Quill and Quire


« Back to
Book Reviews

The Universe Within: From Quantum to Cosmos

by Neil Turok

Neil Turok, a South African–born theoretical physicist, is the executive director of the Perimeter Institute for Theoretical Physics and one of the winners of the 2008 TED Prize, which he received in part for helping to found the African Institute of Mathematical Sciences. Part history lesson, part primer on particle physics, part call to action, The Universe Within collects Turok’s 2012 CBC Massey Lectures on the relationship between physics and social change.

Turok does an excellent job making accessible some of the most difficult concepts in physics, writing about science with a clarity that rivals Brian Greene and James Gleick. Some of his analogies are admittedly cumbersome – the coins and pyramid-shaped boxes he uses to explain quantum entanglement, for example – but as Turok himself points out, quantum physics resists intuitive explanations.

The author views the history of physics through the prism of individuals sharing ideas, building on their predecessors’ work, and sometimes competing against each other. Some, like Emmy Noether, Albert Einstein, and Neils Bohr, also took advantage of opportunities previously unavailable to people of their race, religion, or gender. Turok sees a similar move toward diversity, and the concurrent expansion of imagination, as instrumental in reinvigorating a field he thinks has become sadly moribund.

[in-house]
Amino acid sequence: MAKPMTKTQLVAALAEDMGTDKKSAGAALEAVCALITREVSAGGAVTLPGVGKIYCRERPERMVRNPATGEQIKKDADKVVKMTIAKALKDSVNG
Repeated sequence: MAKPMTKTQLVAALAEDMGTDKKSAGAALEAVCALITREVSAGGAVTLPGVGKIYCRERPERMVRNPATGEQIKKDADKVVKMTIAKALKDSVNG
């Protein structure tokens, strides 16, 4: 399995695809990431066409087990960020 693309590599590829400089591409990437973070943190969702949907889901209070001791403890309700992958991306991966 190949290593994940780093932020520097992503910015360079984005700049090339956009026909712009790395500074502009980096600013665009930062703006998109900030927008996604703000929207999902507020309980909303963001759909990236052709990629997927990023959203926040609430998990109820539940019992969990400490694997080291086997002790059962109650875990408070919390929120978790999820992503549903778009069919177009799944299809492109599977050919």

Turok’s optimism comes through on every page. He understands the seriousness of our problems – climate change, economic crises, struggles for equality and access – but also recognizes the potential to meet these challenges, especially in the developing world, where better access to education could open paths to those essential new perspectives, giving us a latter-day Bohr, Noether, or Einstein. His tendency to draw a line between advancements in physics and their adoption by society at times seems too simplistic, but Turok’s examples – how developments in particle physics were necessary for transistors and the computer, for example – are persuasive. By turns entertaining and instructive, The Universe Within above all offers hope.